Beginners' questions


#1

hi, i’m going to start doing roofing, have some experience, but still i never ripped off shingle. my question is where do i start ripping it off, from the top of the roof or from the bottom?)) it is possible to do it either way but which is the original way?
thanks)


#2

Start at the top :idea:


#3

Top going down on a steep pitch and top going sideways on a walk on seems to be the most efficient.

Ed


#4

what kind of experience did ya say you had again?

did you do some previous roofing without ripping off shingles?

mostly tear off from top down.
do 3 or 4 ft across the top then move down
another 3 or 4 ft all the way across.

gweedo


#5

Thanks for asking this AK, I am going to replace my roof here shortly and also wonder about some hints for removing the existing roof.

I have watched other shake roofs come off and it looks like they dig under the layers with a shovel, pry up, and make a roll as they go with the tar paper. Is that the general idea?

Then once you have the material off, you just go around and pound in any protruding nails?

Anything else to look out for?


#6

Usually top to bottom works good but today what worked best for the 18/12 was from the bottom to the top. You see the roof started about 5ft off the ground so with a toothy shovel you could go almost all the way up the steep section from the ground.

With racked shingles going straight from top to bottom is best. With stair stepped shingles side ways works great.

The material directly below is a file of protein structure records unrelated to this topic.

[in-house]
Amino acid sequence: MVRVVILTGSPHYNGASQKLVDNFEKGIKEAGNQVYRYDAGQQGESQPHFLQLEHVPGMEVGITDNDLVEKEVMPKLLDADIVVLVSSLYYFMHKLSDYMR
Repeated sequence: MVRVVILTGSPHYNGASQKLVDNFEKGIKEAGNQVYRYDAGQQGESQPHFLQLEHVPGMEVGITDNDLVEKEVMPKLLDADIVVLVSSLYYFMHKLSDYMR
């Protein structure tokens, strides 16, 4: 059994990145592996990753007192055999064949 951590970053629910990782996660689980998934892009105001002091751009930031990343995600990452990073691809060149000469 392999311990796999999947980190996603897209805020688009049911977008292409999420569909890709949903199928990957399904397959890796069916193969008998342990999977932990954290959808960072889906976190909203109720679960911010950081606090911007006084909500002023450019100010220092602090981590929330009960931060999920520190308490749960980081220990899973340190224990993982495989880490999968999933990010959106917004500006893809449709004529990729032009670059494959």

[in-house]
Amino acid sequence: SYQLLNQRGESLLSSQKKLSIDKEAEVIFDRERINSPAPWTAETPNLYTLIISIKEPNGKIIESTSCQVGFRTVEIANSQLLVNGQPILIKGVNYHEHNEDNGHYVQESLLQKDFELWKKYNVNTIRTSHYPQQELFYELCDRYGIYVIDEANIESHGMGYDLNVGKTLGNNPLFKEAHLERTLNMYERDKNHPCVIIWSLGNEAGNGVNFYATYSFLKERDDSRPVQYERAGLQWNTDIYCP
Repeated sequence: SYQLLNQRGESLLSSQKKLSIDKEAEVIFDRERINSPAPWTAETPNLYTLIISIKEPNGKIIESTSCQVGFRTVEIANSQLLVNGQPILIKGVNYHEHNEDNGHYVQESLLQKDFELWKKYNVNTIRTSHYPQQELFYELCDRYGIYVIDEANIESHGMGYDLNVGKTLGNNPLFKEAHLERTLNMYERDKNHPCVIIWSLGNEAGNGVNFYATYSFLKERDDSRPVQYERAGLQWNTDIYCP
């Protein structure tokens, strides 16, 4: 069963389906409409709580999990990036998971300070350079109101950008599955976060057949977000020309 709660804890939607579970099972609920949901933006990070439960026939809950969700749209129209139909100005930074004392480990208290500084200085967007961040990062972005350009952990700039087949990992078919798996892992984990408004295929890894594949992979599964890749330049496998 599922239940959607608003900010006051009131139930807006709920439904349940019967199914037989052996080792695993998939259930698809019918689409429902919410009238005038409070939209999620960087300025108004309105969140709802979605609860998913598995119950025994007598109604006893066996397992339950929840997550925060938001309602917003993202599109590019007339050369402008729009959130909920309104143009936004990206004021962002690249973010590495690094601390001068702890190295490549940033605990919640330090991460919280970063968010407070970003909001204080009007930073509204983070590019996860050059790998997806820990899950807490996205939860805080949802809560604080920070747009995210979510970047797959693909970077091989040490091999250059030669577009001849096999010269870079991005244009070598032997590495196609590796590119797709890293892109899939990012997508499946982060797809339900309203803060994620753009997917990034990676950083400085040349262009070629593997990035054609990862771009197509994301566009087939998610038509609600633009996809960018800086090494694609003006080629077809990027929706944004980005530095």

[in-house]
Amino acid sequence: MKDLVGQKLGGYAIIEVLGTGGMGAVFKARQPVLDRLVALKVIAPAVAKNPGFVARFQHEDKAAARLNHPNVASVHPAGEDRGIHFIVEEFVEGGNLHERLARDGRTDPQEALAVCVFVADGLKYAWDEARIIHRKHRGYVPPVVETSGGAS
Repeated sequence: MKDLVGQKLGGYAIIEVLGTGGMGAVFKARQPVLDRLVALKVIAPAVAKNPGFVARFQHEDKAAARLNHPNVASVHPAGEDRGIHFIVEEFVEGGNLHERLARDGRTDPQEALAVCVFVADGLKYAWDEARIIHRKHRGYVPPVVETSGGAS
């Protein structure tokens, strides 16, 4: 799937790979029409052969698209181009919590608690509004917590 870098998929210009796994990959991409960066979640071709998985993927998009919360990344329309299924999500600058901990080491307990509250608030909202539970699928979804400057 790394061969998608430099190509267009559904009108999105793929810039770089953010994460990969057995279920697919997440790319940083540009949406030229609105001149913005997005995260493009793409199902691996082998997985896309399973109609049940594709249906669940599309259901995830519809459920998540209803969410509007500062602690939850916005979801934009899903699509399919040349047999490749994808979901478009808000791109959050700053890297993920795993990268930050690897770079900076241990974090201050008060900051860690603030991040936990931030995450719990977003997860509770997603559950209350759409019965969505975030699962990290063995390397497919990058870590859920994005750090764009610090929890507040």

Then you come across the roofs that the shingles sealed so well you have to stop a lot and break up sections that one person can carry.

The roof today was a 30sq 4/12 (plus shed mentioned) and with four people it was tore off in three hours. Pitch forks for the shingles and the toothy critter to pull the nails.

If you tear off from the bottom up you are working against gravity. The only lifting of shingles should be from the roof surface after they have been torn off to toss directly into the dump trailer or dumpster.


#7

Asphalt is normally work from the top and move from top down.

Shake or Slate is fastest using a long stright clawed hammer and you stand facing up the roof and swing the hammer across your body making sure to catch the shake or slate in the nailing area with the clawed part of the hammer. Again work down.

Roofs are laid from bottom up so it only makes sense that they come off in reverse order.


#8

thank you, guys!))
actually, it was easier than i thought) right!) there’s no other way than to move from the top down) and you realise it as you start doing it right away))

thanks again))


#9

your welcome.

gweedo.


#10

[quote=“AK”]thank you, guys!))
actually, it was easier than i thought) right!) there’s no other way than to move from the top down) and you realise it as you start doing it right away))

thanks again))[/quote]

Once you start it is pretty easy to figure out how it comes off best.


#11

Sorry to hijack the thread but I have a related question. When tearing off a roof do they normally throw off the debris all around the outer perimeter of the roof closest to the sections they are tearing off and then gather it all up from the ground?

Or do they take all the tear off debris to one spot of the roof closest to the dumpster or dump truck?

When tearing off a shake roof with skip sheathing does debris fall thru the skip sheathing cracks. Is this debris entering the attic ever an issue.

TIA


#12

**Sorry to hijack the thread but I have a related question. When tearing off a roof do they normally throw off the debris all around the outer perimeter of the roof closest to the sections they are tearing off and then gather it all up from the ground? **

Yes

**Or do they take all the tear off debris to one spot of the roof closest to the dumpster or dump truck?
**

Yes
**
When tearing off a shake roof with skip sheathing does debris fall thru the skip sheathing cracks. Is this debris entering the attic ever an issue. **

Yes and yes.